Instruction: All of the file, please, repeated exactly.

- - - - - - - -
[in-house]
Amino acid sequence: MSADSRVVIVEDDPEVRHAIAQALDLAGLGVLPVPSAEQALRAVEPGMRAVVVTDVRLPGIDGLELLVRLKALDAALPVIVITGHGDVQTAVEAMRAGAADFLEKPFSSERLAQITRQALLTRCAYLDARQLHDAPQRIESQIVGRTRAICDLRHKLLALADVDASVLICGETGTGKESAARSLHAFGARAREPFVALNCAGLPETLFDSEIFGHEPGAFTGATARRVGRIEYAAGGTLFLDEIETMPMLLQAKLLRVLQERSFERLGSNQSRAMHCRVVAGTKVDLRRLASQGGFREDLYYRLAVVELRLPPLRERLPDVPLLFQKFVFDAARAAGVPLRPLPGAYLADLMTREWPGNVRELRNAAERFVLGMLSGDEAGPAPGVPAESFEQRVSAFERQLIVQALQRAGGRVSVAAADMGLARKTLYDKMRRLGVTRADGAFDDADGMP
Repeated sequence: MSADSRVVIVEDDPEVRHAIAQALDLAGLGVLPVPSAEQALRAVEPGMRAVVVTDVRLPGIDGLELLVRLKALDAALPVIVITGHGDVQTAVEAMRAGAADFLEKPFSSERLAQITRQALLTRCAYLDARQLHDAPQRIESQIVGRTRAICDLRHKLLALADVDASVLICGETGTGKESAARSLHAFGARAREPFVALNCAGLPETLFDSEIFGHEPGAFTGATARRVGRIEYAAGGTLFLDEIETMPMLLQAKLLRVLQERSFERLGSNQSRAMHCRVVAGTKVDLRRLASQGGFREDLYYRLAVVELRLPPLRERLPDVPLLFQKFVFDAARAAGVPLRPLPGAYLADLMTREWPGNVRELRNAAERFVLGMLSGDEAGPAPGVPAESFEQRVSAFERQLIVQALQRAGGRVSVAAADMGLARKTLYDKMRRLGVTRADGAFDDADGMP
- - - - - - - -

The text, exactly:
[in-house]
Amino acid sequence: MSADSRVVIVEDDPEVRHAIAQALDLAGLGVLPVPSAEQALRAVEPGMRAVVVTDVRLPGIDGLELLVRLKALDAALPVIVITGHGDVQTAVEAMRAGAADFLEKPFSSERLAQITRQALLTRCAYLDARQLHDAPQRIESQIVGRTRAICDLRHKLLALADVDASVLICGETGTGKESAARSLHAFGARAREPFVALNCAGLPETLFDSEIFGHEPGAFTGATARRVGRIEYAAGGTLFLDEIETMPMLLQAKLLRVLQERSFERLGSNQSRAMHCRVVAGTKVDLRRLASQGGFREDLYYRLAVVELRLPPLRERLPDVPLLFQKFVFDAARAAGVPLRPLPGAYLADLMTREWPGNVRELRNAAERFVLGMLSGDEAGPAPGVPAESFEQRVSAFERQLIVQALQRAGGRVSVAAADMGLARKTLYDKMRRLGVTRADGAFDDADGMP
Repeated sequence: MSADSRVVIVEDDPEVRHAIAQALDLAGLGVLPVPSAEQALRAVEPGMRAVVVTDVRLPGIDGLELLVRLKALDAALPVIVITGHGDVQTAVEAMRAGAADFLEKPFSSERLAQITRQALLTRCAYLDARQLHDAPQRIESQIVGRTRAICDLRHKLLALADVDASVLICGETGTGKESAARSLHAFGARAREPFVALNCAGLPETLFDSEIFGHEPGAFTGATARRVGRIEYAAGGTLFLDEIETMPMLLQAKLLRVLQERSFERLGSNQSRAMHCRVVAGTKVDLRRLASQGGFREDLYYRLAVVELRLPPLRERLPDVPLLFQKFVFDAARAAGVPLRPLPGAYLADLMTREWPGNVRELRNAAERFVLGMLSGDEAGPAPGVPAESFEQRVSAFERQLIVQALQRAGGRVSVAAADMGLARKTLYDKMRRLGVTRADGAFDDADGMP